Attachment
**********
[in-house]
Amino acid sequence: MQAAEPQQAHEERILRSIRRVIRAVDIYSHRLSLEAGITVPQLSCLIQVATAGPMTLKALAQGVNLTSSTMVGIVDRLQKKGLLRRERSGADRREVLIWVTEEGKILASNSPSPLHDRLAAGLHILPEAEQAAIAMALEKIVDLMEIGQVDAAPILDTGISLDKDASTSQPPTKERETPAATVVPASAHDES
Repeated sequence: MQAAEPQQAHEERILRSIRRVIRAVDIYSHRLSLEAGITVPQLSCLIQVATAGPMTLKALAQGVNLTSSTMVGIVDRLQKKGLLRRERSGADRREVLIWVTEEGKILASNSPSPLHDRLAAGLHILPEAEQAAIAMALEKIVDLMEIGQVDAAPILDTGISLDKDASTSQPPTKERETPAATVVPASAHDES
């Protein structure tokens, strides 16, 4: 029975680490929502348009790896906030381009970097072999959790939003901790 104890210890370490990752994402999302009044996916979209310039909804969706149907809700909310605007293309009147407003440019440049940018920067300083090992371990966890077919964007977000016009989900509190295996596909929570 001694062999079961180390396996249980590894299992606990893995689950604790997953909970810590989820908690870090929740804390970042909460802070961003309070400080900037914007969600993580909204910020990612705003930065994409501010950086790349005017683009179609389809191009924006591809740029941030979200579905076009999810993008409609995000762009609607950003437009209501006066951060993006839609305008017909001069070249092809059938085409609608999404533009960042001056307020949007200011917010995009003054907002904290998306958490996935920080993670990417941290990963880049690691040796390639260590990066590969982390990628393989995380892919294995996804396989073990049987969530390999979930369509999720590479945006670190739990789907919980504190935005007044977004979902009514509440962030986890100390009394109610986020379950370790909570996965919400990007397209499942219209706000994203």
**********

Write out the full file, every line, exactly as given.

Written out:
[in-house]
Amino acid sequence: MQAAEPQQAHEERILRSIRRVIRAVDIYSHRLSLEAGITVPQLSCLIQVATAGPMTLKALAQGVNLTSSTMVGIVDRLQKKGLLRRERSGADRREVLIWVTEEGKILASNSPSPLHDRLAAGLHILPEAEQAAIAMALEKIVDLMEIGQVDAAPILDTGISLDKDASTSQPPTKERETPAATVVPASAHDES
Repeated sequence: MQAAEPQQAHEERILRSIRRVIRAVDIYSHRLSLEAGITVPQLSCLIQVATAGPMTLKALAQGVNLTSSTMVGIVDRLQKKGLLRRERSGADRREVLIWVTEEGKILASNSPSPLHDRLAAGLHILPEAEQAAIAMALEKIVDLMEIGQVDAAPILDTGISLDKDASTSQPPTKERETPAATVVPASAHDES
């Protein structure tokens, strides 16, 4: 029975680490929502348009790896906030381009970097072999959790939003901790 104890210890370490990752994402999302009044996916979209310039909804969706149907809700909310605007293309009147407003440019440049940018920067300083090992371990966890077919964007977000016009989900509190295996596909929570 001694062999079961180390396996249980590894299992606990893995689950604790997953909970810590989820908690870090929740804390970042909460802070961003309070400080900037914007969600993580909204910020990612705003930065994409501010950086790349005017683009179609389809191009924006591809740029941030979200579905076009999810993008409609995000762009609607950003437009209501006066951060993006839609305008017909001069070249092809059938085409609608999404533009960042001056307020949007200011917010995009003054907002904290998306958490996935920080993670990417941290990963880049690691040796390639260590990066590969982390990628393989995380892919294995996804396989073990049987969530390999979930369509999720590479945006670190739990789907919980504190935005007044977004979902009514509440962030986890100390009394109610986020379950370790909570996965919400990007397209499942219209706000994203």